SeyCCAT strategic objective: 1 – Support new and existing marine and coastal protected areas and sustainable use zones.
Lead Project Partner: Blue Safari Seychelles.
Partners: Marine Conservation Society Seychelles and Island Conservation Society
SeyCCAT funds: SCR 96,545
Blue Safari Seychelles will provide co-financing through:
- The in-kind donation of the project lead’s time and expertise – SCR 11,280
- Subsidised accommodation, equipment and boat hire costs
- Use of on-site cameras, camera equipment and software- SCR 31,100 (value)
- Use of satellite internet for the duration of the project – SCR 29,000 (approx..)
- In-kind donation of skipper’s salary for 12 days of boat use – SCR 7,249
- Electricity for the duration of fieldwork – SCR 754
Duration: 12 months
The abundance and diversity of fish species within tropical marine environments, particularly coral reefs, reflect the overall health of the ecosystem. The ‘holy trinity’ of interdependent coastal habitats comprising coral reefs, seagrasses and mangroves has some of the highest biodiversity in the world, especially in small Indo-Pacific islands like Seychelles. Yet, these habitats are vulnerable to anthropogenic threats, including ocean acidification, climate change, overfishing and marine pollution. A solid scientific base is needed to inform policy and conservation decisions that will protect these fragile ecosystems.
While the marine biodiversity of Seychelles’ granitic islands is relatively well studied, little is known about the marine fish communities that inhabit the Outer Islands. The two atolls that make up the Alphonse Group (Alphonse and St. François atoll) are situated over 400 km southwest of Mahé and contain diverse marine habitats. Although only 2 km apart, the atolls are separated by a deepwater channel, which delivers cool upwellings and protects the atolls’ coral reefs from climate-induced bleaching that affected reefs around Seychelles. The remoteness of the atolls also shielded them from stresses like overfishing and pollution, with the only impact coming from a small catch-and-release tourism operation, which follows strict codes of conduct and works closely with local conservation partners.
Blue Safari Seychelles, an eco-tourism travel company, joined forces with the Marine Conservation Society Seychelles (MSCC) and the Island Conservation Society (ICS), both established environmental NGOs to research and document the biodiversity of the Alphonse Group. The Rapid Biodiversity Assessment project takes stock of shallow-water (<40m) fish species around the two atolls to create a biodiversity baseline. This baseline will be used to design an effective conservation management strategy, which is set to become legally binding. The baseline will also offer a reference point to evaluate the effectiveness of conservation measures and monitor the overall health of these ecosystems over time.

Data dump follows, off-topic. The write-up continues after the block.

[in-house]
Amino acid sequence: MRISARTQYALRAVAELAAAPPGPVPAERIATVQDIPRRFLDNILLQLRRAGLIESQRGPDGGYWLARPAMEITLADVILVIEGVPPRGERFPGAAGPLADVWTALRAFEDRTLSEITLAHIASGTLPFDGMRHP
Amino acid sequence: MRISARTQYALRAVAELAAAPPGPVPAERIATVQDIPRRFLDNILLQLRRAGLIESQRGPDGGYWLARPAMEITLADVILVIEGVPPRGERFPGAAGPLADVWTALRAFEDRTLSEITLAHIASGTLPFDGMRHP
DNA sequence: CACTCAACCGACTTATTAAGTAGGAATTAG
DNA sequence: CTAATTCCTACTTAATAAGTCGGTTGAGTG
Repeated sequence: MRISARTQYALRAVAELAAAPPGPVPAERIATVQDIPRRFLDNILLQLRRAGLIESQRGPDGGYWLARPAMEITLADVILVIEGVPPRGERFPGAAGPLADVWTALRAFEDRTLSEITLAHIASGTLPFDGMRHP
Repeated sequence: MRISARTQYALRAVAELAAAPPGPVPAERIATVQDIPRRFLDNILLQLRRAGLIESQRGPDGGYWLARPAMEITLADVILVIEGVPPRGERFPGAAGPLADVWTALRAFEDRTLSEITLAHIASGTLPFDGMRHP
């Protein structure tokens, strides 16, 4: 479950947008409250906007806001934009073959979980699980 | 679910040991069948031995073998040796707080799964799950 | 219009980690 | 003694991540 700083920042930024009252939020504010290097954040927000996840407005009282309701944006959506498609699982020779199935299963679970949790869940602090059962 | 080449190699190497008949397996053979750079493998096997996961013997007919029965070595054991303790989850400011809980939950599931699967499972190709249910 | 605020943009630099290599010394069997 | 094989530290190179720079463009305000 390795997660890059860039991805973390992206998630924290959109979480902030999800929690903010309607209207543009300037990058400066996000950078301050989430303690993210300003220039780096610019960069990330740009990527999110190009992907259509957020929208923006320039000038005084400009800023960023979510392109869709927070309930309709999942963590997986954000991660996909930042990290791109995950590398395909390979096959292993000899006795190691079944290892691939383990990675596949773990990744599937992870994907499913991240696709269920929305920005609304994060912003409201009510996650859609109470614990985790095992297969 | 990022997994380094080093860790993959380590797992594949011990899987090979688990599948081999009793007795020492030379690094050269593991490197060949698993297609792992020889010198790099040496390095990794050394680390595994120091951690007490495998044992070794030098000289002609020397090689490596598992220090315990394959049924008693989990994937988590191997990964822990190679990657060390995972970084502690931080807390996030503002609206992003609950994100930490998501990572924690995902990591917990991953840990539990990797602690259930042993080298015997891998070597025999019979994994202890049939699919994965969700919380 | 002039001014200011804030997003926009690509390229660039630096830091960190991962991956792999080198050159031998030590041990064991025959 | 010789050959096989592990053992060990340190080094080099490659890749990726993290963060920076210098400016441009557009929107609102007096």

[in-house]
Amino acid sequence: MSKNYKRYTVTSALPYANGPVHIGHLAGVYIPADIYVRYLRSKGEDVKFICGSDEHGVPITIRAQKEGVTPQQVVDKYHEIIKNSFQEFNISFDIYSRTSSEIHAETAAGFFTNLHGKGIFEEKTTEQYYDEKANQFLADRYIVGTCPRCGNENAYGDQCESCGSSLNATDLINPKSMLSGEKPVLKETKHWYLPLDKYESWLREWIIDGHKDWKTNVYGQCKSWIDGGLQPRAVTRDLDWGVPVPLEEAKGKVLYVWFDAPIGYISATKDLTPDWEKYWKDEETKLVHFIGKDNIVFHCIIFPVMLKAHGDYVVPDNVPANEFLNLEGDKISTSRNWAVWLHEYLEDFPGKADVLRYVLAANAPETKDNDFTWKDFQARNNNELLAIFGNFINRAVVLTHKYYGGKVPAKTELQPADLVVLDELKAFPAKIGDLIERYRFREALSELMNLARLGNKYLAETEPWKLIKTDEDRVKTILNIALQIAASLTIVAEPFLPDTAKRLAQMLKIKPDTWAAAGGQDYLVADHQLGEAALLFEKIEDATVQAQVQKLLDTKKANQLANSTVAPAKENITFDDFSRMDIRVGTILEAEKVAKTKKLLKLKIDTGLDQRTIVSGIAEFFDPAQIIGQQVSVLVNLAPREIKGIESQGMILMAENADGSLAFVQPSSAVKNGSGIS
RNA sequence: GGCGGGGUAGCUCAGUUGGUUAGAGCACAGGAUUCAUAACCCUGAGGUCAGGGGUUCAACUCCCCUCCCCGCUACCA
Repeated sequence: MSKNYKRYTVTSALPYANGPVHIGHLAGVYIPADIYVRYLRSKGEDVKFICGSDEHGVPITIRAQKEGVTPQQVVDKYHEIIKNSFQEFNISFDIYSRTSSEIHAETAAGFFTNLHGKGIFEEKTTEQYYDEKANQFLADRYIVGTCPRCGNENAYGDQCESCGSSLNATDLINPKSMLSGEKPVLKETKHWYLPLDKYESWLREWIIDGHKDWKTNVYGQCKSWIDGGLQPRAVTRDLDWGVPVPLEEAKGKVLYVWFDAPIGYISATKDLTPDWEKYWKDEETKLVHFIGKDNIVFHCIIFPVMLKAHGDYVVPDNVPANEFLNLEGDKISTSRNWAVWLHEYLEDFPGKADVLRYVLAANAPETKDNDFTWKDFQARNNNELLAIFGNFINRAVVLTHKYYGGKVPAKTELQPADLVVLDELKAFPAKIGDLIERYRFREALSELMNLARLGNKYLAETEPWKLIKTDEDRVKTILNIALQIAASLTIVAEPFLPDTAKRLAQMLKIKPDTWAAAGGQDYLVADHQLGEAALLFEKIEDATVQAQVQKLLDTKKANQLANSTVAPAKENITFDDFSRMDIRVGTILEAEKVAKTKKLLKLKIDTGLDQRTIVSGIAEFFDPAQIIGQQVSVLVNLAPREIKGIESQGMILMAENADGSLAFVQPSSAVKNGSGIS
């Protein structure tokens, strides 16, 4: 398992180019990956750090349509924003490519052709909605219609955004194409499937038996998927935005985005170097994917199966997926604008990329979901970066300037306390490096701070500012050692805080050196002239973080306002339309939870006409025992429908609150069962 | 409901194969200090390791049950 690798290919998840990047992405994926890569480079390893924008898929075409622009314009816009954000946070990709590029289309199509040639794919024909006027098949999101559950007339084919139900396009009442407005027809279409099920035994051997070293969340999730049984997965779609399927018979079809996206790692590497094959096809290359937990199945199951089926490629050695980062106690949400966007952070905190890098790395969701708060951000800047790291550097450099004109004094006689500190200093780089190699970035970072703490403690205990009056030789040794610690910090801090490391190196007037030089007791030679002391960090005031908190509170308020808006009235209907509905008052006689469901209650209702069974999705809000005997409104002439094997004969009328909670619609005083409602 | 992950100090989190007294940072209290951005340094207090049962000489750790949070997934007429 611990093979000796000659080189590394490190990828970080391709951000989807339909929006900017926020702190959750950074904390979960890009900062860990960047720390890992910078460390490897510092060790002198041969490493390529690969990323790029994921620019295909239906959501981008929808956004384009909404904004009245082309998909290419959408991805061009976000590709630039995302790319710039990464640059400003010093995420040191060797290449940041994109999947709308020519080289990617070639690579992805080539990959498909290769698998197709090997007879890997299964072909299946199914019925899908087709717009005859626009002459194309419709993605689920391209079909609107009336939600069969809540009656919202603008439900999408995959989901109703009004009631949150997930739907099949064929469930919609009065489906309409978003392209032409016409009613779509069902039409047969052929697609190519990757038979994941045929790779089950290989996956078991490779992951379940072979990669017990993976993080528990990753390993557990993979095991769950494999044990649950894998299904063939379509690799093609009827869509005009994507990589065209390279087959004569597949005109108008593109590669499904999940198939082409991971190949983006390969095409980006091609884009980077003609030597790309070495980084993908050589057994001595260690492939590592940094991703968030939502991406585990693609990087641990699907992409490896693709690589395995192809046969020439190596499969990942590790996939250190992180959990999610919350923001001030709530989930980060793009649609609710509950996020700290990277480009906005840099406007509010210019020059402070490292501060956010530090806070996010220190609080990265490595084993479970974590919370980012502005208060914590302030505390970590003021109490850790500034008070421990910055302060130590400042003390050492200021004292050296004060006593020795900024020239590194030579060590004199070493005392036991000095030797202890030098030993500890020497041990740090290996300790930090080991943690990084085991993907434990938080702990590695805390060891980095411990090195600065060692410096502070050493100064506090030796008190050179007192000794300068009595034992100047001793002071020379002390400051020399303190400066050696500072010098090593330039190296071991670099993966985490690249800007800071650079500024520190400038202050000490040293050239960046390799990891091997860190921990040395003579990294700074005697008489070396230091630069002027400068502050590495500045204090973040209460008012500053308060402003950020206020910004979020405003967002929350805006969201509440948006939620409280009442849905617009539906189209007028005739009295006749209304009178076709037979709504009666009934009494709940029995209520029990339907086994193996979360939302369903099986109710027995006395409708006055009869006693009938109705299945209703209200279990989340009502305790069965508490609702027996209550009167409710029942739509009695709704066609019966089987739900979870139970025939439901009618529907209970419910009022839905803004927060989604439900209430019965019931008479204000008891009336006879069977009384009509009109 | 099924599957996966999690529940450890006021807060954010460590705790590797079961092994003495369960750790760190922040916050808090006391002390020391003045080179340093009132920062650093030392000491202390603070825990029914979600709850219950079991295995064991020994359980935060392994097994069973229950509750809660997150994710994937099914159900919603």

The assessment uses a simple methodology where a team of two to four surveyors spent 42 hours over 14 days documenting fish species across different habitats. Every fish was photographed and identified using FishBase (fishbase.org) database. A photographic species inventory was created for future use.
The project identified 479 species of 68 families, including 11 species of conservation importance on the IUCN Redlist – eight listed as vulnerable and three as critically endangered. The project also confirmed a 1400 km range extension for sunset anthias (Pseudanthias parvirostris) and recorded nine species seen in Seychelles for the first time. Finally, it identified two potentially new species not previously known to science. Their samples have been sent to the Guelph University Barcode Lab of Life for genetic testing.
For example, pictured above is possibly a Reptilian Snake Eel (Bracysomophis henshawi). Pending confirmation of the species, it might be the first sighting of this animal in Seychelles.
The findings of the project highlight the significance of the remote and undisturbed atolls, which serve as sanctuaries for biodiversity, including rare and endangered species, creating a stronger case for robust conservation efforts and policy interventions to preserve these unique ecosystems. It also serves as a proof of concept that even simple methodology and limited manpower can produce noteworthy findings.
The project follows similar research conducted at D’Arros and St. Josephs atolls (Daly et al., 2018) and uses a similar methodology to ensure that the data from the sites can be compared for a more comprehensive view of the biodiversity in the Seychelles’ Outer Islands.
Follow the project on social media: Instagram @alphonsefoundation, @bluesafariseychelles, @marineconservationsocietysey; Facebook: Elle Brighton, Alphonse Foundation, MCSS
WIOMSA Poster- Reef Fish – Eleanor Brighton_edit